OPINION: California’s public schools used to be the nation’s gold standard damer i norge. But today, the Golden State’s 4th graders rank 46th in reading, while our 8th graders rank 47th in math.
When you see figures like this, it’s clear that our students are unprepared to meet the demands of both college and the 21st century workforce.
California is home to some of the world’s most innovative and creative companies. Every day, they are shaping the global economy. They are seeking a skilled workforce that has a strong knowledge-base, keen analytical skills, and proficiency in math and science.
But the failure of many of our schools to teach students basic reading, analytical and mathematical skills denies them the solid foundation they will need to succeed and prosper in this new economy.
One of the key things we can do to help turn our schools around is to get a great teacher into every single one of our public school classrooms. Study after study has shown that if a good teacher is standing at the front of the class, students learn more. A great teacher is the most important in-school factor for student success, and one that our education policy can address.
This is especially important in schools in poor and minority communities where the need is greatest.
Unfortunately, our current system grants permanent employment status to teachers after two years and makes firing ineffective and even abusive teachers a time-consuming and costly process. The status quo guarantees bad teachers can stay put.
To be sure, there are many great teachers in California that are working hard and going above and beyond what is expected of them to help our students succeed. They deserve to be recognized for their outstanding performance. But their reputation should not be dragged down by a system that keeps in place those teachers who are failing to make the grade.
Every day the status quo is in place is another day that our state fails to adequately prepare students to be successful employees, entrepreneurs and innovators.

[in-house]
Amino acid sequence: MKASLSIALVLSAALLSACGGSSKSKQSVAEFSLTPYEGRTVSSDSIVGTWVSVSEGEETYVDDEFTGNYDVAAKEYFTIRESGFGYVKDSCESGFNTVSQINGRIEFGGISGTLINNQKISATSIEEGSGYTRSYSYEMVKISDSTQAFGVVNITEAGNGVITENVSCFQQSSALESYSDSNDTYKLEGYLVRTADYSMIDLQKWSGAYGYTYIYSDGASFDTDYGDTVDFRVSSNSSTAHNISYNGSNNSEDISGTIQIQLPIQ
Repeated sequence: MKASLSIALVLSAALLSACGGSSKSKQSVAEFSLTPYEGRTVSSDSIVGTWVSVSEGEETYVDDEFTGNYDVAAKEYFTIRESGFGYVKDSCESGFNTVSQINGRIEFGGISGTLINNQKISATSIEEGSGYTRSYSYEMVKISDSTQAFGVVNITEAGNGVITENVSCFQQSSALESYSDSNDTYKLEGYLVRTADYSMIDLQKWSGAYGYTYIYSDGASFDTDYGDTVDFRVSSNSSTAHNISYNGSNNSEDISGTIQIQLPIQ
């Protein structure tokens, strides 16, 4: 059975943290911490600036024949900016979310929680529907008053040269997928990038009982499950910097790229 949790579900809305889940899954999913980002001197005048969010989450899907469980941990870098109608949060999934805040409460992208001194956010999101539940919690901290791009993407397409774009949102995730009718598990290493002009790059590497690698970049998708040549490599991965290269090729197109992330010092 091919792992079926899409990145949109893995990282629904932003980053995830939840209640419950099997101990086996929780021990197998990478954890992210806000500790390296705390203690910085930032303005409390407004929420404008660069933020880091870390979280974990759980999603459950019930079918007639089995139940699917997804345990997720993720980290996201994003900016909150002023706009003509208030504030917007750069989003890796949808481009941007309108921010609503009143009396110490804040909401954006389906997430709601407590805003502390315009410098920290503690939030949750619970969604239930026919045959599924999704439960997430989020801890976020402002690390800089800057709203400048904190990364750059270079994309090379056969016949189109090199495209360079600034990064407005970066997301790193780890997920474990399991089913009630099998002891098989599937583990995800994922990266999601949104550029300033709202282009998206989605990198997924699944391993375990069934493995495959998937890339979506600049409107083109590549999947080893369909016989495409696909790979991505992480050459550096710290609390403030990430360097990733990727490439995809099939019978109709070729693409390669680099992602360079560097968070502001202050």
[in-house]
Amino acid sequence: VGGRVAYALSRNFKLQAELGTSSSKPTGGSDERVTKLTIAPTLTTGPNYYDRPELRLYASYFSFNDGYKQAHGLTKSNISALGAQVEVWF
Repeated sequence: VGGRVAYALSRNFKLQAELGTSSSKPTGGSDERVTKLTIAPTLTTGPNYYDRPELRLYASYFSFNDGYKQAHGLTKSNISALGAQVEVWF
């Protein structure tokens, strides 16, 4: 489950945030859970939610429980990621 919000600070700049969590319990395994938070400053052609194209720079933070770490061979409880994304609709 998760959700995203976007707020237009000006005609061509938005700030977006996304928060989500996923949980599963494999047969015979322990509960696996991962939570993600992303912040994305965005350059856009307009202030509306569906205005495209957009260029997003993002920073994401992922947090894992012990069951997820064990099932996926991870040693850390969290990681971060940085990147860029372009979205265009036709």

Our children deserve better.
Fortunately, a legal case is making its way through the California courts that has the potential to change all of this.
Nine public school students filed the Vergara v. California case last year with the help of a nonprofit organization called Students Matter. The month-long trial for this groundbreaking lawsuit began last month.
When these students have their day in court, their lawyers will argue that our state’s outdated and misguided laws governing the hiring, firing and seniority of teachers violate the California Constitution’s guarantee of an equal right to a quality education.
Defending the right to education is usually the legislature’s job. As a legislative body, we are supposed to work together to set education policy that puts the needs of our state’s children first. But as a member of the California State Assembly and Vice Chair of the Assembly Education Committee, I have seen time and time again how powerful interests in Sacramento and fearful politicians have been able to stymie progress, keeping California lagging at the back of the pack.
That’s why I’m cheering on this case and its student plaintiffs.
If these nine courageous kids are victorious and these outdated, unfair laws are overturned, we will have a golden opportunity to reset the conversation in California about our schools and how to achieve top-ranking status once again.
We will have the chance to reach across the aisle and create a new, more modern system of teacher hiring and dismissal, a system in tune with the educational needs of our kids and the economic needs of our future.
Ed’s Note: California Assemblywoman Kristin M. Olsen, R- Modesto, is the vice chair of the Education Committee. This commentary revises her earlier piece.